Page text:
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Greater Niagara Chamber of Commerce

Coping with COVID-19: A Brief Business Guide

The first case of COVID-19 has arrived in Niagara, and the disease means a degree of uncertainty and upheaval for Niagara’s business community. The GNCC is dedicated to providing assistance and information to businesses.

There will be more information and updates in the coming days and weeks. For now, here are some tips to help your business through this period.

  • Plan for staff absences. Now is a good time to look over succession plans and to decide how the responsibilities of any member of your team will be reallocated if that team member falls ill. Cross-train staff where possible.
  • Encourage sick employees to stay home. Any employee who shows up to the workplace with acute respiratory symptoms (e.g. cough, shortness of breath) should be isolated and sent home without delay. Remind your employees of respiratory etiquette and hand hygiene. Provide hand sanitizer and disinfecting wipes for the workplace.
  • Move in-person meetings to teleconferencing options. The GNCC can assist in finding these services for you if needed. Contact us for help.
  • Review your work-from-home options, if possible. Employees that may have been exposed should be encouraged to work remotely for a 14-day self-isolation period if your business operations permit it.
  • Be mindful of employee privacy, but encourage your employees to inform you if they have recently travelled or are about to travel, especially to affected areas; if they are undergoing testing for COVID-19 or if someone in their household is sick or has been tested for COVID-19; or if they are at higher risk for adverse health complications or live with someone at higher risk.
  • Consider cancelling public events, and be aware that if you choose not to, legislation may be introduced that bans them outright. The GNCC will endeavour to keep you informed of legislative changes that may affect your business.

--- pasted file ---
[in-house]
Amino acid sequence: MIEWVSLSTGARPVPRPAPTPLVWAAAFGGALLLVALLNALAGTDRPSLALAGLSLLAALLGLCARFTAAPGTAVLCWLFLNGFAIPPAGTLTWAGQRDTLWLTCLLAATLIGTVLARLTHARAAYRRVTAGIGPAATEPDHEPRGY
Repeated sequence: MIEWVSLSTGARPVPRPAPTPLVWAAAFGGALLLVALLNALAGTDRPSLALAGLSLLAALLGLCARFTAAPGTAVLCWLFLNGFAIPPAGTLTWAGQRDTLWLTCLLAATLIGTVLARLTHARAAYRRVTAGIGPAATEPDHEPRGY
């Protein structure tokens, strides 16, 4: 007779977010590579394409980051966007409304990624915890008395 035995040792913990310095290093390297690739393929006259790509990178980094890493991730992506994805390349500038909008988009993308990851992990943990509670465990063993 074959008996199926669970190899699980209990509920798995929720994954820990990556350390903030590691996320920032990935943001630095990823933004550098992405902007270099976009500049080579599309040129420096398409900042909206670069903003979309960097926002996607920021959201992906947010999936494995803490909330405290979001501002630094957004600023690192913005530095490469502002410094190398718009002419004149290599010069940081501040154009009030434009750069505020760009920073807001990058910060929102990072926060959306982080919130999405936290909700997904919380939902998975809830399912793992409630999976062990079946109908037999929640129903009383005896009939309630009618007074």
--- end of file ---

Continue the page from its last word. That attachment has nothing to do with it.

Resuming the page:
• Review your obligations to your employees under the Employment Standards Act. This guide can help you find relevant legislation and guidelines.
  • Refusal to work must be handled on a case-by-case basis. Consider the employee’s role, their amount of contact with the public, their required travel, whether they are at higher risk for health complications, or whether they are likely to expose someone with higher risk for health complications. Review the Employment Standards Act to understand your obligations. If in doubt, reaching out to an employment lawyer and/or human resources professional is a good idea. The GNCC can put you in touch with these resources.
  • For retail and other customer-facing businesses, decreased customer volume is very likely. Explore delivery services and e-commerce options. Contact delivery companies who you may be able to contract with to deliver your products and e-commerce solutions providers to allow your customers to continue to shop with you. The GNCC can help locate providers if you need assistance setting up or expanding these programs for your business.Contact us for help.
  • Consider relaxing your sick-note requirement policies, if you have them. People who do not need medical attention but require sick notes for employers will place undue strain on our healthcare resources.
  • If you feel unable to relax your sick-note policy, be aware that government legislation at the federal or provincial level may require you to do this anyway. Stay aware of regulatory changes. The GNCC will post updates as they happen.
  • Develop a Crisis Communications Plan. We have provided a template for you.
  • Be prepared for financial impact and decreased revenue. Develop a Business Continuity & Recovery Plan. We have a template for this as well. Others can be found at the BDC’s website.
  • Stay informed. Consult the Public Health Agency of Canada, the Ontario Ministry of Health, and Niagara Region Public Health as your primary sources. The GNCC will post news and information relevant and useful to businesses on its site.
  • Review the terms of your insurance policy for business interruptions.
  • If you lease or own space in a shared building, establish a communications policy with property management and/or other tenants and occupants to report on cases of sick employees and ensure that the risk of cross-infection is minimized.

The GNCC is dedicated to assisting your business and keeping you informed. Please contact us and let us know how the Chamber can help you, and check back for updates.


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